A “Suicide Surcharge”
A Congestion Pricing fee of $2.50 per taxi ride was proposed by New York City to raise money to help the city’s subway system.
Taxi drivers deemed this the ‘Suicide Surcharge’. Economic hardship caused by increased competition has driven taxi drivers to extreme measures. It was reported that three drivers and five others in the business had committed suicide. The city’s Taxi Commissioner, Meera Joshi, says fees and poor working conditions for drivers have caused an “epidemic”, and this proposal could lead to worse.
The Driver’s Side of Congestion Pricing
Drivers warn that the fee will prevent potential passengers from choosing taxis. Although approved by the governor, taxi drivers successfully blocked legislation from going into effect on 1/1/19 with a win in court in December 2018. The ‘Suicide Surcharge’ would be $2.75 for Ubers and Lyfts, $2.50 for yellow taxis, and 75 cents for car pool services like Via and UberPool. The fees were intended to raise over $400 million annually for the Metropolitan Transportation Authority. Which runs the subways and buses. This David and Goliath-esque litigation pits the drivers against state officials and prominent supporters of the new fee.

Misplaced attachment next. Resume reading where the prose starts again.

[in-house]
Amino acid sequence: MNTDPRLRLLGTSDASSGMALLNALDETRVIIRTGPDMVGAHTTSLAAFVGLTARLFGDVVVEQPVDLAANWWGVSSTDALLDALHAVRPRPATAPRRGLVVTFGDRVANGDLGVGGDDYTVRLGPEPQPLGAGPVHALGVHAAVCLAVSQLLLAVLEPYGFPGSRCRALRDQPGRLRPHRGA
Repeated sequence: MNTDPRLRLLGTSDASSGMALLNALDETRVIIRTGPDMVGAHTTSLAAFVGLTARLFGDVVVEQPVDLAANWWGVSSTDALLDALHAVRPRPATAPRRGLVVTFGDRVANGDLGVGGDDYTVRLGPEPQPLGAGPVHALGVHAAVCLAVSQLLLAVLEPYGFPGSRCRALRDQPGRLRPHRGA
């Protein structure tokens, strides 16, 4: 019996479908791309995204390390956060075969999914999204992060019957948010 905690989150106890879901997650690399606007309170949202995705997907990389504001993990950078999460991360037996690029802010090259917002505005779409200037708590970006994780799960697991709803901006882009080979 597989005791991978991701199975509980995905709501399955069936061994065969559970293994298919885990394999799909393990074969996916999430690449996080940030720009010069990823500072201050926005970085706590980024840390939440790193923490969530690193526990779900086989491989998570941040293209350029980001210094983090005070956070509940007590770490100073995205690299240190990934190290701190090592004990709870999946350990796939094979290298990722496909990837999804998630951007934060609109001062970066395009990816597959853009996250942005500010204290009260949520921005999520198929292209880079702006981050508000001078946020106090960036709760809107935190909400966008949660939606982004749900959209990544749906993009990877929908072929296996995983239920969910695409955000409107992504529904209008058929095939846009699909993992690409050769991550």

The State’s Side of Congestion Pricing
The state is steadfast in its position. The governor’s office stated, “We intend to defend it vigorously at the next court date, so that New Yorkers have a safe, reliable transportation system” at the January hearing. They argue that every day the surcharge is not in effect is another day the subways are not being renovated. Supporters cite $1 million lost a day.
Arguments against the fee cite the cobbled approach of Governor Cuomo to recoup fee gains after his push for congestion pricing failed time and time again. Critics believe this approach targets already strapped taxi drivers while letting private motorists off the hook for their role in NYC’s congested streets.
A decision is on hold until the next court date, 1/31/19.
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